A Passing Score

I marvel when I read something about psychological type written by an expert like Charles Martin. How does he understand and remember so many details about the 16 types? Me, I remember only the broad principles and can name characteristics only if the quiz is multiple choice or open book. If someone brings up type dominance, I get that sick feeling that accompanies a test-anxiety dream. 

That said, it’s amazing how often I use the underpinnings of what I’ve learned about psychological type to help groups of people with whom I’m working. Since my study of type has made me a better observer, I just watch what’s going on, as for the first time.

For example, I’ve been sitting on a committee of creative people. The group is chaired by a gentle artist—I’ll call her Leslie—a quintessential cat-herder who might rather be painting alone in her cluttered studio, but is a good leader because of her passion. After the honeymoon exchange of inspiring ideas, members became critical of one another—both in emails and not-so-subtle comments during meetings. Things threatened to fall apart. 

Some of the criticism focused on the project director, let’s call him David, with comments like: Why does he take so long to get back to me—what’s to think about? Why does he question everything? I think he doesn’t appreciate all we’re doing.

I sensed trouble. Sure enough, when Leslie booked a presentation for part of one meeting and David questioned use of time in that way, feathers were ruffled. Some said we needed an agreed-upon agenda and couldn’t afford deviations; others said flexibility and processing were the optimal way ahead.

I saw the stasis as a matter of personality type—with both strengths needed by the team—so I shot around an email explaining my p.o.v.:

Some of our discomfort during tonight’s meeting arose from differences in psychological type: David's thinking style is to ask penetrating questions. The positive side is the result we observe in his journalism when people answer those questions. But to feeling people who like to keep the peace and hear gentle and heartfelt appreciation, the interrogation can feel critical and dagger-like.

The same is true of setting up an agenda: There are differences in what people need in order to work well. Some in our group like lists and agenda items. They want to clarify exactly what the project entails. Others are more comfortable leaving plenty of space for whatever "It" is to develop, trusting that a democratic group will create something that can't be seen and described beforehand. It is good to have both types on any committee—a conversation between "time-line" and "vision" people—but we can drive each other nuts if we don't recognize the value of differing styles.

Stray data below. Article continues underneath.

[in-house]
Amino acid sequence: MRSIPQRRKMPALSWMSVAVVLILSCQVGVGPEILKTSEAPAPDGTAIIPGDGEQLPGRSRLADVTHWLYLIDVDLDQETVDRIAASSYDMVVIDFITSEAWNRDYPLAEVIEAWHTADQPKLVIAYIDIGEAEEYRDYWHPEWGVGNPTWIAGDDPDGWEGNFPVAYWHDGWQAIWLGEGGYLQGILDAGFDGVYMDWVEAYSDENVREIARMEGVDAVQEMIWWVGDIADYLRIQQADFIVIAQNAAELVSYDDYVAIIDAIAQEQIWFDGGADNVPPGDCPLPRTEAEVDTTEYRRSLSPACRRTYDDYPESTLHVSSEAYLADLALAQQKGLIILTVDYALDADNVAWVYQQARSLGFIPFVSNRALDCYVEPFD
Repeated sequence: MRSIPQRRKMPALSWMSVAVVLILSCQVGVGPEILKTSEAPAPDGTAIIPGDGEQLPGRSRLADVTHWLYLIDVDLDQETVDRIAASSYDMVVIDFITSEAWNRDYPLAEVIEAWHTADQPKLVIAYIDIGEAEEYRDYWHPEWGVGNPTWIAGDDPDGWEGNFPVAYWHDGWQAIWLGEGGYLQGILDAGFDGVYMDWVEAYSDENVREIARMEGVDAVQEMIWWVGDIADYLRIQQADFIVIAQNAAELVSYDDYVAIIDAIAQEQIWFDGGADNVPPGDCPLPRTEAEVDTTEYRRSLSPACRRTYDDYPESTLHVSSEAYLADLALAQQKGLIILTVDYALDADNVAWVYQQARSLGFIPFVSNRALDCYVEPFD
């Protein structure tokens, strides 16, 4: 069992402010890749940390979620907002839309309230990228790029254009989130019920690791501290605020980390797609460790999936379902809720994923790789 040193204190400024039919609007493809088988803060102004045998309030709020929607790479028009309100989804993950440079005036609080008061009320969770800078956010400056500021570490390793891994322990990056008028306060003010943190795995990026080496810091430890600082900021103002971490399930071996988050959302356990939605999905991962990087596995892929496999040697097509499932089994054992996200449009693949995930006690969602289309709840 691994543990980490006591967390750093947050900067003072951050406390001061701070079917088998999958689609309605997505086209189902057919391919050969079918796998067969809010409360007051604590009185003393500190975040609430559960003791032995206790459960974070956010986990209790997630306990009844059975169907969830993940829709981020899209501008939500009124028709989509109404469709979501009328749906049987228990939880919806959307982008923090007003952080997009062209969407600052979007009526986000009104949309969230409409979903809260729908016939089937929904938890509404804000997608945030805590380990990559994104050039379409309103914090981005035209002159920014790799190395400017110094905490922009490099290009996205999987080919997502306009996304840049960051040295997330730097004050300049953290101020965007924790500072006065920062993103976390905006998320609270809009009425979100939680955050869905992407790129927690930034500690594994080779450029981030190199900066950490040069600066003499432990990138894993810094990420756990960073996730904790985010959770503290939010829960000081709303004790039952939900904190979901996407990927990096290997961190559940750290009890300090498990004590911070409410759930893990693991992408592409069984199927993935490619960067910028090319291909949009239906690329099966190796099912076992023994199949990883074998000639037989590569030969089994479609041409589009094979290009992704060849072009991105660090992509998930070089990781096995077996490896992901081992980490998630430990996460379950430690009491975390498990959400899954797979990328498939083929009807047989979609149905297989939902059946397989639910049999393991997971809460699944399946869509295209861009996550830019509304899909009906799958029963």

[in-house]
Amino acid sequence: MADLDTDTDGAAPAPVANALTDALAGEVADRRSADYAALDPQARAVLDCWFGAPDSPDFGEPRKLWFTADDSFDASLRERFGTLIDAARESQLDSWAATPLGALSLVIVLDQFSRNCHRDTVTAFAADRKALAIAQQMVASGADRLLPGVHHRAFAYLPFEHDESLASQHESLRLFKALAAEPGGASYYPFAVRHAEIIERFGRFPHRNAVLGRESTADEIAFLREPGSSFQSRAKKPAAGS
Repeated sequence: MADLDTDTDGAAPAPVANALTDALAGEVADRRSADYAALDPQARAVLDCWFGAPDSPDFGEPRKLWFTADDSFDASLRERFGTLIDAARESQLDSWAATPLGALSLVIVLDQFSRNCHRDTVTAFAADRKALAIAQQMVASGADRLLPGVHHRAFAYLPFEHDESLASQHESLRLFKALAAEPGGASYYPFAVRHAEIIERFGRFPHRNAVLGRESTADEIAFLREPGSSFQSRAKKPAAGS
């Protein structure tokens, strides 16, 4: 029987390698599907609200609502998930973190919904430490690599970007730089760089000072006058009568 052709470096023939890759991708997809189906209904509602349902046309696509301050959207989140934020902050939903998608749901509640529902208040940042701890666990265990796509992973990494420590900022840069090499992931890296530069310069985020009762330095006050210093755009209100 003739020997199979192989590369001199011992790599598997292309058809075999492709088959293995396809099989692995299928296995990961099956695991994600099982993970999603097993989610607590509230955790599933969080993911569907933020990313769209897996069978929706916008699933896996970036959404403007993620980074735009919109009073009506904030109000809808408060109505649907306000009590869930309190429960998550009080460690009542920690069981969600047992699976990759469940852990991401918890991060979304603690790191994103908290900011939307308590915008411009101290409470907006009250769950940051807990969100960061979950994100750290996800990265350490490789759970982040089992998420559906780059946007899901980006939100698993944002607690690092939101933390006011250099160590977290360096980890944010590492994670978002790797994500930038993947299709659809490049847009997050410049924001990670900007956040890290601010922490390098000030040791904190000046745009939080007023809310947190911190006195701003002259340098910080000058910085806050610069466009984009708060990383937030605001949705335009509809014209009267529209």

To my ear, David seemed okay with the idea of having a speaker for half an hour if that's what the group wants. But I also heard him saying that it's legitimate to ask whether we want to give so much of the working time to one person, no matter how educational it might be. We're co-equals who need time to brainstorm and create.

Some members of the meeting would be happy to challenge the group regularly. They’d ask questions:
Why? How does this serve our goals? What will it mean down the road? Is there a better way to dialogue and find out what we need to know? But the feelers, unless trained on debate teams, can find interrogation and active argument risky and unkind.

Thus, I was glad to hear David saying aloud to Leslie that he really appreciates what the team has accomplished. That's what people with feeling preferences need to hear, and not just once! (This plagues many husbands who moan, "She knows I love her; why should I have to say it?!")

I was delighted that my email was well received. The group sailed through those shoals and continues to stay at the table.

I was also happy that I didn’t have to get too specific in my email about which preferences were which.

 

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